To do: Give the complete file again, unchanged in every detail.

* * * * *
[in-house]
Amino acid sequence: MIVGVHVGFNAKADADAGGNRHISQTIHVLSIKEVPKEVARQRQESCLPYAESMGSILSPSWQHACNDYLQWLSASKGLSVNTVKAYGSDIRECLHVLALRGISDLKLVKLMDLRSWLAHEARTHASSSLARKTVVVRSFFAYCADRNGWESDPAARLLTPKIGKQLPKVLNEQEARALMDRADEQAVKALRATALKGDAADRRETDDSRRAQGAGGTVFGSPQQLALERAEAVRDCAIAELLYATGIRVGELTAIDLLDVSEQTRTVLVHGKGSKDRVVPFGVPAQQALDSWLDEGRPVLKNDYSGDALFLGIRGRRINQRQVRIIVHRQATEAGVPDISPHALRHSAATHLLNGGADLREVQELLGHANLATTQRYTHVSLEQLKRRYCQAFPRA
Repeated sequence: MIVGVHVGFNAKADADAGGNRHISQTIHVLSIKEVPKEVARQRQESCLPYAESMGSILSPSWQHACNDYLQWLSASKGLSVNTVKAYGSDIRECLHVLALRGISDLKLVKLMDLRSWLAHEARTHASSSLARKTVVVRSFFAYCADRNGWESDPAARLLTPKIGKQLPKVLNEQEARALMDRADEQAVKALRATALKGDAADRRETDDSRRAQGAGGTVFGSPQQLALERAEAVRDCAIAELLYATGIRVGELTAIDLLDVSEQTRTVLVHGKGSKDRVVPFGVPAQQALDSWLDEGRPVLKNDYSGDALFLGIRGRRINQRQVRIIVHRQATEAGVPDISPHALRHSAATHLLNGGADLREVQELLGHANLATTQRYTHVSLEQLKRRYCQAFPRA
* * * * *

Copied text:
[in-house]
Amino acid sequence: MIVGVHVGFNAKADADAGGNRHISQTIHVLSIKEVPKEVARQRQESCLPYAESMGSILSPSWQHACNDYLQWLSASKGLSVNTVKAYGSDIRECLHVLALRGISDLKLVKLMDLRSWLAHEARTHASSSLARKTVVVRSFFAYCADRNGWESDPAARLLTPKIGKQLPKVLNEQEARALMDRADEQAVKALRATALKGDAADRRETDDSRRAQGAGGTVFGSPQQLALERAEAVRDCAIAELLYATGIRVGELTAIDLLDVSEQTRTVLVHGKGSKDRVVPFGVPAQQALDSWLDEGRPVLKNDYSGDALFLGIRGRRINQRQVRIIVHRQATEAGVPDISPHALRHSAATHLLNGGADLREVQELLGHANLATTQRYTHVSLEQLKRRYCQAFPRA
Repeated sequence: MIVGVHVGFNAKADADAGGNRHISQTIHVLSIKEVPKEVARQRQESCLPYAESMGSILSPSWQHACNDYLQWLSASKGLSVNTVKAYGSDIRECLHVLALRGISDLKLVKLMDLRSWLAHEARTHASSSLARKTVVVRSFFAYCADRNGWESDPAARLLTPKIGKQLPKVLNEQEARALMDRADEQAVKALRATALKGDAADRRETDDSRRAQGAGGTVFGSPQQLALERAEAVRDCAIAELLYATGIRVGELTAIDLLDVSEQTRTVLVHGKGSKDRVVPFGVPAQQALDSWLDEGRPVLKNDYSGDALFLGIRGRRINQRQVRIIVHRQATEAGVPDISPHALRHSAATHLLNGGADLREVQELLGHANLATTQRYTHVSLEQLKRRYCQAFPRA